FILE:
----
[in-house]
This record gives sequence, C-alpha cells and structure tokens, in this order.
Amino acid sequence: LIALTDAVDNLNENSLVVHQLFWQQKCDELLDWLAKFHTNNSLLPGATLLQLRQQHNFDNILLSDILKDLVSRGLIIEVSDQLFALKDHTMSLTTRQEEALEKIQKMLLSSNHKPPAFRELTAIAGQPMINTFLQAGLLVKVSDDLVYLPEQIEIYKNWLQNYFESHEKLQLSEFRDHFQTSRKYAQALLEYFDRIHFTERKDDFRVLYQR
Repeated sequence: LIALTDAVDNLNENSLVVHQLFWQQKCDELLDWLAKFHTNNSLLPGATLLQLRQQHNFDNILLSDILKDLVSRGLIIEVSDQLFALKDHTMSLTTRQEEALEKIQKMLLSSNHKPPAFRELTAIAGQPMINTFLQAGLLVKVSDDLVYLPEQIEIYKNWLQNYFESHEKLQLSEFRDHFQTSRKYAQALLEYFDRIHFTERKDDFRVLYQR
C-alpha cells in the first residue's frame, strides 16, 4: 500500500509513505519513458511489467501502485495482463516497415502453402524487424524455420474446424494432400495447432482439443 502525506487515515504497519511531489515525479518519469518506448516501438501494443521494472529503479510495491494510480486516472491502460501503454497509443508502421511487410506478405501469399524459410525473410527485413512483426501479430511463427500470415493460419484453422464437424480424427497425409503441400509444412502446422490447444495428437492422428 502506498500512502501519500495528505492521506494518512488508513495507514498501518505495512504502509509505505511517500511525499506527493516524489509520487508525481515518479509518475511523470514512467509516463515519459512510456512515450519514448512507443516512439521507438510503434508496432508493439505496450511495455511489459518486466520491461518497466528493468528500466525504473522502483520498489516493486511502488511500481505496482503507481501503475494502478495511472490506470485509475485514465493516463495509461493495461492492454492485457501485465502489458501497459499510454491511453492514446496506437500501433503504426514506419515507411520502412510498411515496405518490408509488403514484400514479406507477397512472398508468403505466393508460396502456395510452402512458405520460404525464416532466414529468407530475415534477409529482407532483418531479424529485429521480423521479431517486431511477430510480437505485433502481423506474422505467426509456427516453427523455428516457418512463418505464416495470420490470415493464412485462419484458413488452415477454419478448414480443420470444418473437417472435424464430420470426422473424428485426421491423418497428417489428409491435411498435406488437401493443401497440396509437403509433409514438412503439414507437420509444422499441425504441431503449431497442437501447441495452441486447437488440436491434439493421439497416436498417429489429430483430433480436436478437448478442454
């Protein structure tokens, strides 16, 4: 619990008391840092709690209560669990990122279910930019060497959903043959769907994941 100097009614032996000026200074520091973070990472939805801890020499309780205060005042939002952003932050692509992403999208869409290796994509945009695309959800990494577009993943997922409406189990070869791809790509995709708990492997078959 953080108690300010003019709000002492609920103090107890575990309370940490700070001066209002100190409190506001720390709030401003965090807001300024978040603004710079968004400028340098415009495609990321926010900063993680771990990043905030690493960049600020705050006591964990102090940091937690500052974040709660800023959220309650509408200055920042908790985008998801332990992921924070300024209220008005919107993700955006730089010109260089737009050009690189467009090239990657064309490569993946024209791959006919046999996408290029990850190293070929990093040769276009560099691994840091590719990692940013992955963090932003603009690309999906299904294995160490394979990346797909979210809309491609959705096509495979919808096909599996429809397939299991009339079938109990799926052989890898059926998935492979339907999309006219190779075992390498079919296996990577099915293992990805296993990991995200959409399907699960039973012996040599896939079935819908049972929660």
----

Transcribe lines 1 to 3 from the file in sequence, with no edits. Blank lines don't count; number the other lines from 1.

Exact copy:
[in-house]
This record gives sequence, C-alpha cells and structure tokens, in this order.
Amino acid sequence: LIALTDAVDNLNENSLVVHQLFWQQKCDELLDWLAKFHTNNSLLPGATLLQLRQQHNFDNILLSDILKDLVSRGLIIEVSDQLFALKDHTMSLTTRQEEALEKIQKMLLSSNHKPPAFRELTAIAGQPMINTFLQAGLLVKVSDDLVYLPEQIEIYKNWLQNYFESHEKLQLSEFRDHFQTSRKYAQALLEYFDRIHFTERKDDFRVLYQR